A month of travel and the marks it leaves behind
Standing at the window of my tiny apartment in Mumbai, I look at the street lights being reflected from the roads, soaked in the rain. No matter how much people romanticize the rain, it only works as a catalyst for me, enhancing my feelings whether sad or happy. These tiny droplets on the windowsill- Oh! I miss the mountains and the mist all around there, now even more. It has been raining incessantly here for last few days, but now I realize how much I miss the far away mountain rains which can only quench my travel thirst and ensnare my soul with its magical spell. I am already feeling nostalgic within such a short time after my return.
I was traveling in the villages of Kumaon, roaming in the wilds and trying my best not to follow any plans. So much has happened in last one month, and I didn’t bother to pen it. I allowed the overwhelming nature to submerge me; I just ambled along to understand and make some meaning out of it. Some near death experiences-when I slipped from the edge while hiking; and I was not able to get hold of anything. They were a few moments of fear, before I found the courage and pulled myself back to the flat surface. Another horrifying incident numbed me out of my senses, when I saw, in front of me, a truck falling into a valley caught in the heavy rains and then into a river. For the first time I understood what is overwhelming. The power and strength of nature; there you have no option except absolute surrender. I had no sleep that night, thinking what must have happened to the driver. Later they found his dead-body. Just one moment, he was there then everything vanished in the next moment. It made some indelible impression in my mind and revealed how uncertain the thing- Life!!
But there are other good lessons also. I found myself more courageous, shooting in the rain, wearing gumboots and rain coat. Treading around carelessly in the deep mud, roaming in the forest, losing my way in the fog with no visibility. There were moments which made my heart sink and there were some which elated me with joy and delight. Sometimes I tried to test myself and my appetite for facing risks. I realized it had nothing to do with the gear or equipment or footwear or the backpack I carry or the fads or philosophies surrounding them. It is also not about reaching any specific place. It was all about how you felt to be in the wild; with what it was like to walk for miles aimlessly with no reason other than to witness and submerge in the abundance of trees and meadows and mountains: witness awe-inspiring sunsets: to be devoured by the scent and beauty of the grass, fog, water streams, fallen leaves and snails. I wonder how much we have lost forgetting and abandoning what was fundamental to our living after the advent of concrete houses and suffocating cubicles called flats; to kill whatever little outdoor activity and creativity left in us now we have got the computer and internet. No wonder we have travelled far away from nature and beautiful things that were once part of our life.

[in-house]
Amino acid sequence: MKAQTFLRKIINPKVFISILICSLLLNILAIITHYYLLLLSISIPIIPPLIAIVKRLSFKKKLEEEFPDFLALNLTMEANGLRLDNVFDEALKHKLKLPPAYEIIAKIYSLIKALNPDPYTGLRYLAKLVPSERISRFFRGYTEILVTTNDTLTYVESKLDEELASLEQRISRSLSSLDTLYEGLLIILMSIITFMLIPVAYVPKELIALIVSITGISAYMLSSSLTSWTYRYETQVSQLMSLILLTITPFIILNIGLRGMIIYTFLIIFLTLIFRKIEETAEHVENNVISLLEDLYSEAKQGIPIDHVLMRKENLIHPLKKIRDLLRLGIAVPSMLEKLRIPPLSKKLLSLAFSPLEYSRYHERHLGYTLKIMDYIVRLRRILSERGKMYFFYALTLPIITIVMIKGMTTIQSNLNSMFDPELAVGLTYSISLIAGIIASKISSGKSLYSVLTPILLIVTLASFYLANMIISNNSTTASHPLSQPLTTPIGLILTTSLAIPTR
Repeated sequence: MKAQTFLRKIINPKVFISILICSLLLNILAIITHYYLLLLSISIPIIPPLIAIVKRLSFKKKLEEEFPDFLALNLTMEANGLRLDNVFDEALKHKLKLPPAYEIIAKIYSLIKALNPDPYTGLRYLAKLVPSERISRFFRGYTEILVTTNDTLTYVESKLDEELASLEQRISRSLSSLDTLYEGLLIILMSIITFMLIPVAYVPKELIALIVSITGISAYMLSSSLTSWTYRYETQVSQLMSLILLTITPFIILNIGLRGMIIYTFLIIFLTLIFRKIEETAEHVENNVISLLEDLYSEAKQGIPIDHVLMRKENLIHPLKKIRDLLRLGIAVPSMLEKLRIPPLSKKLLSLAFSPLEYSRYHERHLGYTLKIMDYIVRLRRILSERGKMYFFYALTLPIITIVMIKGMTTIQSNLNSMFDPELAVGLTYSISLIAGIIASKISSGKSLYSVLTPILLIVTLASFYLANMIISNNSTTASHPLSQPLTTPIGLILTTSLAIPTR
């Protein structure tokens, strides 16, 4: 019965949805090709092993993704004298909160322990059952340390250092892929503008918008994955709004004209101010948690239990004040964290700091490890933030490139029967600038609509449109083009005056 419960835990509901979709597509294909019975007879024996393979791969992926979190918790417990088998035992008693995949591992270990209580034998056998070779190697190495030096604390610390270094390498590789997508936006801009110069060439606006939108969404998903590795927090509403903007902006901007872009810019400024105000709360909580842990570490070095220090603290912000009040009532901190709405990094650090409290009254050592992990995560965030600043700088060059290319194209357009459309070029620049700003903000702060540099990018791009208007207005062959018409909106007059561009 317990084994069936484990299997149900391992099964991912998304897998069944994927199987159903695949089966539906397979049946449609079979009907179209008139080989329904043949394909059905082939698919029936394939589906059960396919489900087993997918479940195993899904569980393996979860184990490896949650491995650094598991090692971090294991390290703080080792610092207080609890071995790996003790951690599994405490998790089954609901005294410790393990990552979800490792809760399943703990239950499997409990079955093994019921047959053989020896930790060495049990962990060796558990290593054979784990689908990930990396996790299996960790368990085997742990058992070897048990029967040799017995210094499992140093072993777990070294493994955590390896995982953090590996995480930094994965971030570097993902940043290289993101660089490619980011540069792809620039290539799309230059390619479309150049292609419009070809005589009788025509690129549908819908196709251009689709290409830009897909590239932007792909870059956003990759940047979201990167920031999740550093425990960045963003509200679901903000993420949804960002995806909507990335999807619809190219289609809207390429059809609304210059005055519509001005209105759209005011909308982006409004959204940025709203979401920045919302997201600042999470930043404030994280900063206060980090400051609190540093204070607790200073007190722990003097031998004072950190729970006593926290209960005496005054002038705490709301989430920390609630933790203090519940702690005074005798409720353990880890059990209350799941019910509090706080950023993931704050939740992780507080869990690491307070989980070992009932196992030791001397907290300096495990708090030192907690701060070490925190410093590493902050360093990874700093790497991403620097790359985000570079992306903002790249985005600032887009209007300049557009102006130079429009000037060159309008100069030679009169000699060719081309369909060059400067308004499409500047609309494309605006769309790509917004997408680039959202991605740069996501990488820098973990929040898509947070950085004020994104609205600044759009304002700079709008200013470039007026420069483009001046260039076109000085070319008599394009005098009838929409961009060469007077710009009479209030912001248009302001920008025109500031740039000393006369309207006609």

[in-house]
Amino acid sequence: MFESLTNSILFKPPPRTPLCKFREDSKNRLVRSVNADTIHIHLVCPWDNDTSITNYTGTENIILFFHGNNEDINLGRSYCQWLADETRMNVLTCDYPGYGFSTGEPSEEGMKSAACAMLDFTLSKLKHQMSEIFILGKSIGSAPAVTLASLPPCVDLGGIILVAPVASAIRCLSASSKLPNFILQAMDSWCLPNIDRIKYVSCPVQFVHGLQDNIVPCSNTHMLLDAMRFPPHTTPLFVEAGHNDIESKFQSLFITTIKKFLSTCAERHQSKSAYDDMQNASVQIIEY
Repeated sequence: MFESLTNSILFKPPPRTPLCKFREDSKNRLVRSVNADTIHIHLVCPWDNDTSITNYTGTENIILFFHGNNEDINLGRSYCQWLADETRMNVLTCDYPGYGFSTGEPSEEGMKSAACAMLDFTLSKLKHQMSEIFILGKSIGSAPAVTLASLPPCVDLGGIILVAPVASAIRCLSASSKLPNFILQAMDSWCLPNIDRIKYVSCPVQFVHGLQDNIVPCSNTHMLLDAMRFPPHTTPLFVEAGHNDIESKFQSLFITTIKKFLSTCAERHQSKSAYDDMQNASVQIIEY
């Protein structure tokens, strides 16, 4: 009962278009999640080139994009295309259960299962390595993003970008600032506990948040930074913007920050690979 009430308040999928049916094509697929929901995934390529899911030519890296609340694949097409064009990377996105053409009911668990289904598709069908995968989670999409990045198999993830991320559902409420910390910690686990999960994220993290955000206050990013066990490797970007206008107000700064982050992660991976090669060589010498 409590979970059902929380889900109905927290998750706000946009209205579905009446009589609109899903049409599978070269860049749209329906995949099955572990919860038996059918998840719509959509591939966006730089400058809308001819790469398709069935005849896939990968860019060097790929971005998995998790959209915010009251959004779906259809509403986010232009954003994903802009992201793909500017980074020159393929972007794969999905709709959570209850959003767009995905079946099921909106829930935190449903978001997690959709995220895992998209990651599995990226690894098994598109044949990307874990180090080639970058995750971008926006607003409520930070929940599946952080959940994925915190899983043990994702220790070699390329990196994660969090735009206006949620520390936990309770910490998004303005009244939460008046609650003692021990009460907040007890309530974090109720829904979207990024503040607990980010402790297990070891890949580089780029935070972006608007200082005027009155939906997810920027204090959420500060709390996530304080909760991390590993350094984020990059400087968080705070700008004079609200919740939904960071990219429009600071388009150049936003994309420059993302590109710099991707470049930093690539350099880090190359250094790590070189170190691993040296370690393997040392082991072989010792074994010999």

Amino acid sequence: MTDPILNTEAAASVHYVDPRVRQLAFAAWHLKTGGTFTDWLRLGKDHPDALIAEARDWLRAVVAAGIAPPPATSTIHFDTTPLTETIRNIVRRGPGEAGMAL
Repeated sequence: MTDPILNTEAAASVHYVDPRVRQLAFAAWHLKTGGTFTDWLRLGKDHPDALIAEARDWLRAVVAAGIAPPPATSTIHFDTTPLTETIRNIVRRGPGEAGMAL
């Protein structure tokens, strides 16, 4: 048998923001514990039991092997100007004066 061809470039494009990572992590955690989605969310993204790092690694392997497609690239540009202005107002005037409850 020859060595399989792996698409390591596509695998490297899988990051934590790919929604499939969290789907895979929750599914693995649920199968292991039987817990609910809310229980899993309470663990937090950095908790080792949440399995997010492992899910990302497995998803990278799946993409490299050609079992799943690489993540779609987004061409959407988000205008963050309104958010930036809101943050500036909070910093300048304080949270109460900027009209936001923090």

Later, during the course of my travel I met a bunch of adorable companions. They showed me hidden secrets in the jungle. I became one of them, getting used to the life there, even the leeches; almost 3-4 bites was the normal quota for a day. There it is just so easy to make friends, fall in love with them and be sad when you say goodbye, I guess this has become a routine for me now. I was mostly hanging out with children who have fresh eyes to see things, or older people who have spent all their lives in mountains when there were no roads nor electricity. I admit I am having a dual life now switching on and off between two different worlds. One is wonderful and the other one is till hard to describe.
I feel privileged too meet incredible people on my travels. I came to know a local guy who quit his job and shifted to one of the remote places deep in the mountains, prone to landslides. He knew what he wanted to do with his life; he opened a primary school in the area to provide better education to the local people. He now lives there with his wife and 6 months old son. Talking about risks, he took a risk, changing his career and now living in an area for the rest of his life unmindful of the risk that he has to face in such surroundings. But he is ready for that and happy to share it with his people there.
I become a different person in those surroundings though I was in a way small part of the whole arrangement in the larger picture; but I knew I had left behind a life back in Mumbai which was very different from that. It amazes me how different I behave when I am traveling compared to when I am in Mumbai. I suddenly become an introvert person in the city I live in, neighbors wouldn’t know my name, my colleagues would pass by saying merely a ‘hello’, which I wouldn’t care to reply. Someone was so right when he said that you don’t miss the places, but that version of you you had left behind which was full of life.